' . J'ERGUSON ". ROSS.
Ross et al., (two cases.)
(OirlJ'Uit Oourt, E.
REMOVAL OF CAUSES-ACTION BY STATE.
An action brought under Laws N. Y. 1875, c. 604, as amended by Laws 1885. in the name of the "shore inspector," to recover the penalty imposed by that act for depositing prohibited materials in the waters of the bay and harbor of New York. which penalty, when recovered, goes into the state treasury, is in effect an action by the state, and therefore not removable on the ground of citizenship, under act Congo March 3, 1887. The action cannot be removed for the further reason that it is in its nature penal, to enforce a police regulation, and not a suit "of a civil nature, at law, or inequity." The fact that removal into the federal court was had upon the application of the defendant is immaterial on his motion to dismiss, if the controversy is one of which the court has no jurisdiction.
SAME-MoTION TO DISMISS BY PARTY REMOVING.
At Law. Motion to dismiss. This is an action brought by the plaintiff, Cornelius Ferguson, in his official capacity as shore inspector, under the laws of the state of New York, to recover penalties from the defendants, P. S. Ross and Joseph B. Sandford, for depositing prohibited materials in the waters of the bay and harbor of New York. Plaintiff is a citizen and resident of New York, (Eastern district;) defelidants are citizens and residents of New Jersey. The actions were begun in the state supreme court, and removed here by the defendants, under the act of March 3, 1887. Upon the trial, defendants moved for a dismissal on the ground that the court had no jurisdiction of the subject-matter of the actions. The motion was denied, with leave to renew after verdict, when the questions raised could receive more careful consideration. Verdicts were found for the plaintiff in both cases, and upon motions for a new trial the question of jurisdiction is again presented. The act of which it is claimed the defendants were guilty in each particular case was the dumping of dredging material in the bay and harbor of New York. The statute under which these actions were prosecuted is chapter 604 of the Laws of 1875 of the state of New.York, as amended by chapter 414 of the Laws of 1885. This act makes it unlawful to deposit such materials within certain specified limits, including the bay and harbor of New York; and provides that any person offending against the provisions of the act shall be guilty of a misdemeanor, and shall, upon conviction, be punished by the infliction of a fine of not less than $100 nor more than $500, or by imprisonment as in case of misdemeanors, or both, in the discretion of the court. Out of any moneys received from fines under the act such sum or sums shall be allowed and paid for the expenses and disbursements attending the arrest as the court or magistrate may deem able and proper. The act next provides for the appointment of a" shorE' inspector" of the counties named, to hold office for three years, and to serve until his successor shall be appointed. He is given an annual salary of $2,000, (in lieu of all other compensation,) which, with the saJa,. v.38F.l1O.3-11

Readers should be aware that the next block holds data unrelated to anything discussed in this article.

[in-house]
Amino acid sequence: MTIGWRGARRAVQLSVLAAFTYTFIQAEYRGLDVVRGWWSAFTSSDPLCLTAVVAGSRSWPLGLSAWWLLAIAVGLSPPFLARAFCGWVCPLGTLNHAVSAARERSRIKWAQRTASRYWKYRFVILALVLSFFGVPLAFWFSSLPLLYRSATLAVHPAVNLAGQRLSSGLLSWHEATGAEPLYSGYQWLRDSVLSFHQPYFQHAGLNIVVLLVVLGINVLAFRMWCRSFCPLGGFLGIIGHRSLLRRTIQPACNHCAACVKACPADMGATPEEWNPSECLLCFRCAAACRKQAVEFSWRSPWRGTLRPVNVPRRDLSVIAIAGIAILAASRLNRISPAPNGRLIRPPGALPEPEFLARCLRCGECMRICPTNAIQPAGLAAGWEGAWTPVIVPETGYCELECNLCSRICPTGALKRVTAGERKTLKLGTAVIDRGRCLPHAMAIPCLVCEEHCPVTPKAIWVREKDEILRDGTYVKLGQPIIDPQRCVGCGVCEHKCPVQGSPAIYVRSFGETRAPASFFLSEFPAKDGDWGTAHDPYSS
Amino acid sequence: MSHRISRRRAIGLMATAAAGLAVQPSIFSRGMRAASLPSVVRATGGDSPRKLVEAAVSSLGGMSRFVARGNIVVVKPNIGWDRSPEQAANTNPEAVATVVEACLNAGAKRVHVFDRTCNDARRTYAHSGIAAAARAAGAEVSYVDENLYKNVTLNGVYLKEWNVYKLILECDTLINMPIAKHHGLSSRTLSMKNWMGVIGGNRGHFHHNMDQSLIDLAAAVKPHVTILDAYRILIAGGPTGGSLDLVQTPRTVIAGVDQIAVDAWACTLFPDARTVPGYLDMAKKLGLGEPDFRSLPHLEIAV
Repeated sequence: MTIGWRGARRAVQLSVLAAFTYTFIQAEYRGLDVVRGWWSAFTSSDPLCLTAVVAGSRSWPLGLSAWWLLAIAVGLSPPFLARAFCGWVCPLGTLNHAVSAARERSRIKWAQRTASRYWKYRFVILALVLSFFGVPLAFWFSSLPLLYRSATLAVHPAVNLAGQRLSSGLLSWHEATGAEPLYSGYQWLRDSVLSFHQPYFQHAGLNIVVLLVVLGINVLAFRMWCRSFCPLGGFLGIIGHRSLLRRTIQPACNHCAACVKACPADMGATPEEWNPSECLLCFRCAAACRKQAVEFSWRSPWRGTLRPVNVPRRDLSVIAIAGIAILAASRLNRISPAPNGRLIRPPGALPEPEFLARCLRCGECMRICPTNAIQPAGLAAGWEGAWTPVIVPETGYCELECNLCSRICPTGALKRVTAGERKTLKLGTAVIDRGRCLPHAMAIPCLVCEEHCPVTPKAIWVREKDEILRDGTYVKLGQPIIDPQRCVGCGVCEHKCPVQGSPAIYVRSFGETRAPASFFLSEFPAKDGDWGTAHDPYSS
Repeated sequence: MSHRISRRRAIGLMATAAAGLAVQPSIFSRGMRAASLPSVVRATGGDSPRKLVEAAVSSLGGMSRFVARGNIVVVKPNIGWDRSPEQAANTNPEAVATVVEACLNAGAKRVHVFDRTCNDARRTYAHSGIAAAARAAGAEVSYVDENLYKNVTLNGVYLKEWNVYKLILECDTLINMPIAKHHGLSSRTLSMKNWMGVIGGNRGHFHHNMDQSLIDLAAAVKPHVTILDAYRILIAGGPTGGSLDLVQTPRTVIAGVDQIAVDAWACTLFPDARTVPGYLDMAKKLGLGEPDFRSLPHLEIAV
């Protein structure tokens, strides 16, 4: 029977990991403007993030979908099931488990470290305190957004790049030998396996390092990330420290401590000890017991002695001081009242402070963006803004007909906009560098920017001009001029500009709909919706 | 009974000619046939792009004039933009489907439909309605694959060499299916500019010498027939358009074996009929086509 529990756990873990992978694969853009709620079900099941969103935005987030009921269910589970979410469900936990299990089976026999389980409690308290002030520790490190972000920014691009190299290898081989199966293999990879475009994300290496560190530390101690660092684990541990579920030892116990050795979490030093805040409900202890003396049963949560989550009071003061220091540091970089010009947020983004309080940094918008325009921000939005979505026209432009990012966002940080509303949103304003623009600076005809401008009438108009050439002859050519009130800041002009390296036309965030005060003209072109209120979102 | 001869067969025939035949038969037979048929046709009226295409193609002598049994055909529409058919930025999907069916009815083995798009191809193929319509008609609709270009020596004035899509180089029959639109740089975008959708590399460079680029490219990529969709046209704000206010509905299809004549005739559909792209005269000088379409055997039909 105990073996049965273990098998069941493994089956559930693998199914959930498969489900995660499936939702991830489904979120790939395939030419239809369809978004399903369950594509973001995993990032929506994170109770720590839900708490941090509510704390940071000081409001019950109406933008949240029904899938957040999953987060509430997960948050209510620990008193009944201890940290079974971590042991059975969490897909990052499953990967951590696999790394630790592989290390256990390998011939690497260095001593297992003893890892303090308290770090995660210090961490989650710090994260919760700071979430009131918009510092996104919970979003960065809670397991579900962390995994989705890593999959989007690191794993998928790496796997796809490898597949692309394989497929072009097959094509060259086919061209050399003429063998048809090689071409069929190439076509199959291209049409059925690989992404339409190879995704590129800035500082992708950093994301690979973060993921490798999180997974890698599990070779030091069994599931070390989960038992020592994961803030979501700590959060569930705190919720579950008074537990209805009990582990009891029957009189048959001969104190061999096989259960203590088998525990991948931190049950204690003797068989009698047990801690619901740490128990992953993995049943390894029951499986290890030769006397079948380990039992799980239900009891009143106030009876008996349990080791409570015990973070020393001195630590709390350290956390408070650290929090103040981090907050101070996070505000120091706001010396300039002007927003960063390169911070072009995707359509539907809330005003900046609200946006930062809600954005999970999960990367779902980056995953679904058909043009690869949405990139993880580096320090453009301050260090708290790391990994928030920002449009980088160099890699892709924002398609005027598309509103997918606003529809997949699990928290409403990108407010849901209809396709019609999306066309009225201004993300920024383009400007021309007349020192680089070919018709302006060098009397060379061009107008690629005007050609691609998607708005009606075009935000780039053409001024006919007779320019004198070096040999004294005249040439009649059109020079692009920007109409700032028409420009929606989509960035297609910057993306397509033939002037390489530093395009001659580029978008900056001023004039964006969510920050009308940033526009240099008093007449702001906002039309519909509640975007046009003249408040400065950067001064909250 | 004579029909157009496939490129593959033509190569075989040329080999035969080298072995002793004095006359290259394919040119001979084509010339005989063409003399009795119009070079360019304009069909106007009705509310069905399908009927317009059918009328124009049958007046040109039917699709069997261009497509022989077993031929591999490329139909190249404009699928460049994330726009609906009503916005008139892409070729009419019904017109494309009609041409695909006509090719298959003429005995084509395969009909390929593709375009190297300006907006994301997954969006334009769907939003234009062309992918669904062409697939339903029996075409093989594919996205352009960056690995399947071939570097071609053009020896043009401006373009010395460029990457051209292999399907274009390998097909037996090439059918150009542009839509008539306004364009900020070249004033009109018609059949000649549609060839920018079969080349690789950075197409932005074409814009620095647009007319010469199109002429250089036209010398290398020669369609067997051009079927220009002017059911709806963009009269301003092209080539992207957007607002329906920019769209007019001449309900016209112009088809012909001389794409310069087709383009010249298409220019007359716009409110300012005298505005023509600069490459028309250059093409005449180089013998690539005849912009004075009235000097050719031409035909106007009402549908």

ries of his subordinates, is made a county charge. It is made his duty to investigateatid report any and every violation of the provisions of the act, and he IS given power to offenders. To carry out the objects of the act the sum of $15,000 is appropriated for expenses. It is made a gounty ,!lnd, when raised, is paid over to the state comptroller. By the eighth section of the, act (the particular .one under which these actions were prosecuted) it is rpade unlawful to permit any dredgings and materials taken from basin, or shoal in the port of New York to be deposited or placed elsewhere than beyond certain prescribed limits. For each and every violation of the provisions of this act all persons sooffending are and severally liablE:: to pay a penalty of $1,000, together with costs, for each and every such offense. Such penalty is to be recovered by and in the name of the said inspector, in a civil action, in any court of competent jurisdiction in the state. The inspector is given power in his discretion, with the consent of the court, to remit all or any part of the penalties thus incurred; and it is further provided that all mop.eys recovered by civil action, after deducting costs, counsel fees, etc. ,shall bepaip. into the treasury of the state. The penalties, and the mode of recovering the same, shall, it is further provided, be deemed to be substituted for all others theretofore provided by law fotthe same or like offense. The object Of the act, as declared in the title, is to protect the shores and bay of New York, and ,the seaside resorts near the Same. . J08tph G. Jacksm, for defendants. 'James S. Ohurch, for plaintiff.